Every day people comparison shop online for things like electronics, clothes, household products, and more, so why not event tickets?
Our goal at SeatGeek is to build a web app that helps fans quickly and easily find the best seats at the best price. When we launched SeatGeek in September '09, there were two primary means by which our site helped users find good deals: (1) meta-search and (2) price forecasting. Our meta-search aggregates seats from dozens of brokers and over 10,000+ events, and our forecasting technology has saved thousands of fans money by informing them of the best time to buy.
We recently added a third major money-saving feature: Deal Score™. SeatGeek's Deal Score is a number from 0 to 100 that is assigned to each ticket listing indicating whether or not the listing is good deal based on its price, location within the venue, and the number of tickets in the listing.
How is Deal Score useful? I like to explain it by making a comparison to shopping for an airline flight. If I'm looking at options for a flight, I can identify good deals by just sorting by price. The cheapest tickets are bargains, the most expensive tickets are rip offs. I may have to make some subtle adjustments to account for layovers or takeoff times but, fundamentally, price is an acceptable arbiter of value.
That isn't the case with event tickets. If I'm looking for Lakers/Heat tickets and I sort by price, the least expensive tickets are probably not the best deals, they're probably just seats that are right below the rafters. That's because seat location is critical. A user comparing a long list of event tickets cannot effectively shop based on price alone; she needs a metric that also takes into account seat location. Deal Score fills this void. A $100 courtside ticket will likely have a higher Deal Score than a $90 ticket in the upper deck, even though the courtside ticket is more expensive. Tickets with a Deal Score of 100 are the absolute best value for that event; tickets with a Deal Score of 0 are the worst.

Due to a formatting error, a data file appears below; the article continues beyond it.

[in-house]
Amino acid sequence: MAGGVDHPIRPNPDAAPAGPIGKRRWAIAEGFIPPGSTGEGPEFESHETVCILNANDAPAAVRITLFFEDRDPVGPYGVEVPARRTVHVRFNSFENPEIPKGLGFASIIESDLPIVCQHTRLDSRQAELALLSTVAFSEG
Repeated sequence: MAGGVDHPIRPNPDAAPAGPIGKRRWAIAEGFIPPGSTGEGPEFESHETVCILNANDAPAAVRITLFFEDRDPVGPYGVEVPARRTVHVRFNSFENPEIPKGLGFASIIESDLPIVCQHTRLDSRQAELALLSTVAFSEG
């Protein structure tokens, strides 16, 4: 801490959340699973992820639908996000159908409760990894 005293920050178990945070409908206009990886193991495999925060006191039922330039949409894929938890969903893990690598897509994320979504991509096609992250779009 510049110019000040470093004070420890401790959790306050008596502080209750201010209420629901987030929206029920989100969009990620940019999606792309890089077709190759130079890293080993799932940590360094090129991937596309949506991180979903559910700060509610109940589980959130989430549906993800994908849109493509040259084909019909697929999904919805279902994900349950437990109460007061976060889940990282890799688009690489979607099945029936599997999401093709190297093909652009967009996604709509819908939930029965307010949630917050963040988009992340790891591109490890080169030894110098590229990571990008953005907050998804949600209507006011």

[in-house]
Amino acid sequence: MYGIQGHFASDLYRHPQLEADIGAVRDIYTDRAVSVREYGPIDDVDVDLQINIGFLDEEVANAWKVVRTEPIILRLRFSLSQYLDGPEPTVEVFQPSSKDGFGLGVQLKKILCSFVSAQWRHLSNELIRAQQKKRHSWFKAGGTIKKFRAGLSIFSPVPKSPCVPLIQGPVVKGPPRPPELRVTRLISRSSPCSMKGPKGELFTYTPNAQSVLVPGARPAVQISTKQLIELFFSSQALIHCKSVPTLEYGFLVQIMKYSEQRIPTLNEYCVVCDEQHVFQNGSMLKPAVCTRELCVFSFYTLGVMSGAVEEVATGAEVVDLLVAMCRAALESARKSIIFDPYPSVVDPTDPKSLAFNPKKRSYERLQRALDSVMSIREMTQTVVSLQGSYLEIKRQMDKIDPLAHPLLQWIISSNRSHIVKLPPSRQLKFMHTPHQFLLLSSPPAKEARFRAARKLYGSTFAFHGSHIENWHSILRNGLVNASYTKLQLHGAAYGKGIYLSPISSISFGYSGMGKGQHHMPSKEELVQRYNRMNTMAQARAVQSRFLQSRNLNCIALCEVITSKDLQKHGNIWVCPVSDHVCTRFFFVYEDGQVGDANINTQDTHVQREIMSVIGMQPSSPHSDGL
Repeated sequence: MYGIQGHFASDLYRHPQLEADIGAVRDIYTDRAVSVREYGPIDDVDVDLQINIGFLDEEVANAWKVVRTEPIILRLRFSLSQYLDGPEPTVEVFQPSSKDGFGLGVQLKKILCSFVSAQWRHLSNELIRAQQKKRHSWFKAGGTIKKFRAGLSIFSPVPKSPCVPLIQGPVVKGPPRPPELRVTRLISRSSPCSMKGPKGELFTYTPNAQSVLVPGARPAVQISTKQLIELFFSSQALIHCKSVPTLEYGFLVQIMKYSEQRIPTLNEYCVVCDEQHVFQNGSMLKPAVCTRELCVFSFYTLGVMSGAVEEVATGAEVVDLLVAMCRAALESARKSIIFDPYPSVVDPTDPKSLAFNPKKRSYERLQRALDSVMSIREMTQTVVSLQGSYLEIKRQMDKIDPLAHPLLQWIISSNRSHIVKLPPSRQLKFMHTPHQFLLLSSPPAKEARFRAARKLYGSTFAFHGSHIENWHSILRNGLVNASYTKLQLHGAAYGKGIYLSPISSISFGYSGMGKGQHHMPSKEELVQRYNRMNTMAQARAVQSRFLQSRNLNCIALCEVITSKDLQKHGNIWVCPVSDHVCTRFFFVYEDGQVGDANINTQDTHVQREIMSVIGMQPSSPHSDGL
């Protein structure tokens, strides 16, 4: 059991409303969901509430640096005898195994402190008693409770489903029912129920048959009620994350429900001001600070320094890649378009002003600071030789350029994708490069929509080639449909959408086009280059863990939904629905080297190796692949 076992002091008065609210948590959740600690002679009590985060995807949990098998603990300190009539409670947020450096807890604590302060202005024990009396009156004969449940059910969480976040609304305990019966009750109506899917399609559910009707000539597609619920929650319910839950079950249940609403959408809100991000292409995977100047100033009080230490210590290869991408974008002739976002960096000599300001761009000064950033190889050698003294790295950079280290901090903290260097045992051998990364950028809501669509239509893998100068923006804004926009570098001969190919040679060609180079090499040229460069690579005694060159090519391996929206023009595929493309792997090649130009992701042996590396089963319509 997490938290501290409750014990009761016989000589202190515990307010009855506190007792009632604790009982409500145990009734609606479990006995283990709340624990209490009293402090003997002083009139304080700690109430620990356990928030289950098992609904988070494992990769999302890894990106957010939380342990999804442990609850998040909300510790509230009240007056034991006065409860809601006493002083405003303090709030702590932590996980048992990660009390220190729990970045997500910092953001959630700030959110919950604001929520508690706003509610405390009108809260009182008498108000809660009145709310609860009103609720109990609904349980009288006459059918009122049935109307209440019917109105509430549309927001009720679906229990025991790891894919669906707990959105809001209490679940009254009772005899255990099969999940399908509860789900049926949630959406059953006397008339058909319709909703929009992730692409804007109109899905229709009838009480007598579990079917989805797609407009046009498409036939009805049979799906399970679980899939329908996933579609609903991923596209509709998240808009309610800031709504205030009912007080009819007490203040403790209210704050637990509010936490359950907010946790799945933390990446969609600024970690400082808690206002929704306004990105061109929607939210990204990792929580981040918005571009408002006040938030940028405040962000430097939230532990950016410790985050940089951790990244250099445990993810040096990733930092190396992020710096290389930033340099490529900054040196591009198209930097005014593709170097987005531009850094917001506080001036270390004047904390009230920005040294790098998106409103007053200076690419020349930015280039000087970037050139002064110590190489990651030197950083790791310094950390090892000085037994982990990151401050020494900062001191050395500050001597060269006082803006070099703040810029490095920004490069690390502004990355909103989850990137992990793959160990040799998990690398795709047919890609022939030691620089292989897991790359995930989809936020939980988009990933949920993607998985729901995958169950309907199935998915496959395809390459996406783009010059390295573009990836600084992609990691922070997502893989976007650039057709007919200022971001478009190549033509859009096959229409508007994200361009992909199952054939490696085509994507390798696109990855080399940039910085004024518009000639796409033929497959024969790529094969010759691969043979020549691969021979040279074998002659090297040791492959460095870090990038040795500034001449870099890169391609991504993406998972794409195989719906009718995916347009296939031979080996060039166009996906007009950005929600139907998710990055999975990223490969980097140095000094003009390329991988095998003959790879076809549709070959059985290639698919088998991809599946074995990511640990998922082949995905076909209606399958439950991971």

How is Deal Score calculated? SeatGeek assigns an "expected" price to every row in every venue. This expected price is based on a number of factors, including long-term historical prices for each section, the row location with respect to other rows/sections, the the distance to the field, and the angle to the field. Then, for each ticket listing, we compare the actual price to the expected price and look at the deviation as a percentage of the expected price. We apply several adjustments to account for nonrandom variance. The Deal Scores are then assigned by attaching the deviations to an appropriate distribution.
In addition to seat location, Deal Score also takes into account the number of tickets in a listing. Listings on the secondary market can offer anywhere from one to over twenty tickets. For the most part, people don't like to go to events alone, so buying a single ticket is inconvenient. Therefore, a single-ticket listing will, on average, sell for less per ticket than a two-ticket listing, assuming both listings are in the same location and are for the same event. We have identified the discount/premium associated with every quantity of tickets, and we include this in Deal Score as well.
In other words, we do a bunch of math behind the scenes that you'll never have to worry about.
When it comes to buying tickets, we're aiming to build the most efficient way for fans to get the greatest deals out there. We'd love to hear what you think about our search, forecasting, interactive seating maps, and Deal Score and how you think we can improve our site to make your experience even better.